A Proper Translation – There is no definite article with “woman” in the verse so technically, “a woman” is a correct translation. The King James and a few others have “the woman” but it is clear from the rest of those translations that what they really mean is “the woman [of the species]”. So they are using a generic as all the others, just a more formal way of expressing it.

Two translations have “wife” instead of “woman” – the Aramaic English Translation and The Word of Yah. Since Greek had no independent words for wife or husband, context must dictate if “woman” actually means “wife”. In general, when a man and a woman are spoken of together in the New Testament, there is an assumption that husband and wife are being addressed (even if generically). But that is not universally true. Does the context support such a notion here. I believe there is a strong case for that, although we need to read a little further to flesh that out. But, since there is no man yet mentioned, we can’t, in my opinion, leap to that translation just yet.

There are a couple translations we can reject outright. It is very unlikely that Paul means “a [certain] woman”. The Greek supporting text indicating a “certain” individual is often used by Paul but absent here. Simply put, if he had meant to say that he would have said it. We also can exclude “the woman [who you – Timothy – wrote to me about]”. Again, the text does not support this as a translation. Now, it may turn out that either of those are correct paraphrases of Paul’s meaning. But literally, we can’t accept them.

We will see as the passage goes on if “a woman” is some generic representing all women, a more specific subset of women like Christian women, an even more narrow subset such as wives, or a specific woman who Paul is making generic for illustrative purposes. At this point, I accept any of the dozens of translations which has “let a woman learn”, or equivalent (there is no problem with the translation of “learn”).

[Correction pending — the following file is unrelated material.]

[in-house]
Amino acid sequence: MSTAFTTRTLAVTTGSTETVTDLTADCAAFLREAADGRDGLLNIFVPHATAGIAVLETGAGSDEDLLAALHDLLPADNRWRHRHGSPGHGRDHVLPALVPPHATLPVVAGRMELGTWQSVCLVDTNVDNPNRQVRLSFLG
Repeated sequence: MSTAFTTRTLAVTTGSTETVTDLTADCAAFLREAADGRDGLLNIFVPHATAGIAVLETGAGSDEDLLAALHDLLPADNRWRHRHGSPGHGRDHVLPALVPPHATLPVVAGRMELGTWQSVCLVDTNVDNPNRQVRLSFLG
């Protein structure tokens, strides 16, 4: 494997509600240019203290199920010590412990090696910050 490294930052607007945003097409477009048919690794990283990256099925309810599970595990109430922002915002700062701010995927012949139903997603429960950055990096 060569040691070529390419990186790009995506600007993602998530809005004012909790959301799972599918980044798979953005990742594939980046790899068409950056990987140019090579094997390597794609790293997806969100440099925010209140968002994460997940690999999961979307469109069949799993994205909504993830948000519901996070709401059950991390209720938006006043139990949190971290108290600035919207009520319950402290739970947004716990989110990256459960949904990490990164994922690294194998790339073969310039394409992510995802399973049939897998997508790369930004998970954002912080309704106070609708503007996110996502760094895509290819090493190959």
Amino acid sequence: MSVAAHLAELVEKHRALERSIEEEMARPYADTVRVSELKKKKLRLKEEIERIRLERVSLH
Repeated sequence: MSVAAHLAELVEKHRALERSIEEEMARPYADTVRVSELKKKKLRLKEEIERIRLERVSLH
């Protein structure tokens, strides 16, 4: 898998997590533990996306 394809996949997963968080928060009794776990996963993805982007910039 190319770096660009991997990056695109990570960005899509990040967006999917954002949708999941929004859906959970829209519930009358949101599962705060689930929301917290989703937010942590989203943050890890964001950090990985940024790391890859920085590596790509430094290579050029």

11b “by being quiet” – Many translations use “silent”. They imply that a lack of speaking or making noise is involved. But is that actually what the Greek says? The Greek word translated here as “quiet” is hesychia. It is fairly rare in the bible, occurring only 4 times.. Thayer’s lexicon has this as a definition: “quietness-description of the life of one who stays at home doing his own work, and does not officiously meddle with the affairs of others” although they grant a definition of “silence” in this particular verse for unexplained reasons. The verb that the noun is derived from is defined: “to rest, to lead a quiet life, to be silent as in to ‘hold one’s peace’”. The adjective is defined as “tranquil”. Certainly this word has much more to do with demeanor and state of mind than it does literal silence.

Why Does It matter – Because teachers and theologians have used the definition of “silence” to dictate that women should make no noise at all in church or any other Christian learning situation. “Seen and not heard” is the mantra. Under this system, women can not ask questions or even engage in useful “classroom” discussion.

A Proper Translation – The translations that have a form of “quiet” are far preferable to those that have “silence”, but the most accurate translation I can find is The Complete Jewish Bible which has “in peace”.